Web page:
"Trade developments this year also likely require additional insurance rate cuts in order to alleviate the risk-off sentiment that global markets have returned to this month, and such US rate cuts would likely support rand strength, particularly in Q4.19 and Q1.20," says Annabel Bishop, chief economist at Investec.
Above: USD/ZAR rate shown at hourly intervals alongside Pound-to-Rand rate (aqua green, left axis).
Thursday's developments are notable for the Rand because much about the outlook for South Africa's currency depends on events in the international sphere, with Federal Reserve interest rate policy and White House trade policy being particularly key. The Fed is itself a reluctant hostage of White House trade policy, although both of them have roiled markets this year.
U.S. interest rates are an important driver of Dollar strength as well as global borrowing costs, which matter for the Rand because they both make it more expensive for countries like South Africa to pay off their Dollar debts. The Fed raised interest rates nine times between the ends of 2015 and 2018, leaving the Fed Funds rate at 2.5% until July 31, when the bank reduced it to 2.25%.
"Subsequent to the July FOMC meeting, risks on the international trade front have escalated, more so over the past weekend, where the US threatened to raise tariffs on US$250bn worth of imports from China, and China announced new tariffs on US$75bn of imports from the US," Bishop says. "We believe the chance of a 25bp interest rate cut in October is building as well for the Fed(and is our expected case), with these cuts supported by financial market conditions and not those of the US economy."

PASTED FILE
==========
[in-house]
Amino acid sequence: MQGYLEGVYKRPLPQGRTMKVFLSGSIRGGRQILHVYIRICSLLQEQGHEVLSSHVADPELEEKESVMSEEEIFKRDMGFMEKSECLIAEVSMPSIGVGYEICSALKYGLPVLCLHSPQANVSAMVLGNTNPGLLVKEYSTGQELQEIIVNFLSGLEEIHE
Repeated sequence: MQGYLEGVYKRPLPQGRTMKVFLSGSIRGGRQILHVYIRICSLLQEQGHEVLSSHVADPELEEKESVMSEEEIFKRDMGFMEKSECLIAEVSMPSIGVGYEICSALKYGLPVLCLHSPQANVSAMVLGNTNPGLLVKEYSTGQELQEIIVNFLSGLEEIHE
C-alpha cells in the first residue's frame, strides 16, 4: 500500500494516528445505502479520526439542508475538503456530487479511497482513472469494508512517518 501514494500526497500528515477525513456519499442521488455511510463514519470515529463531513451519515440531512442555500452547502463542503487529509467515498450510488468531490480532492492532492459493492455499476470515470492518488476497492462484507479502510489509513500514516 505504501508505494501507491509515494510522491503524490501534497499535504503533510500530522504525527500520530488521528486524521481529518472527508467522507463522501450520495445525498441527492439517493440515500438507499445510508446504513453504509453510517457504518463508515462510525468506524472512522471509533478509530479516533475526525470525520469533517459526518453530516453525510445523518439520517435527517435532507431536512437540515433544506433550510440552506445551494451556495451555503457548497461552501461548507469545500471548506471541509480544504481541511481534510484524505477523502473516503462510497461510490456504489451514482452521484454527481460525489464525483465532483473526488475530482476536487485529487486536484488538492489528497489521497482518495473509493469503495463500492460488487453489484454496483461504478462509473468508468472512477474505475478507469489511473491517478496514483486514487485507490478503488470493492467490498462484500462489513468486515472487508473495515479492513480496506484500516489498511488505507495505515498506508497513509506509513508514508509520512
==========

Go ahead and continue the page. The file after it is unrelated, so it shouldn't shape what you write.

Above: USD/ZAR rate shown at daily intervals alongside Pound-to-Rand rate (aqua green, left axis).
The strong U.S. economy has left the Fed reluctant to reduce U.S. rates even as it worries about the odds of a global slowdown eventually hurting the U.S., but financial markets have bet big on cuts being delivered, while President Donald Trump is heckling and berating the bank into such action on a daily basis via his Twitter account. Trump has stated that his motivation is both a desire to keep the U.S. expansion going and a need to address the strong Dollar.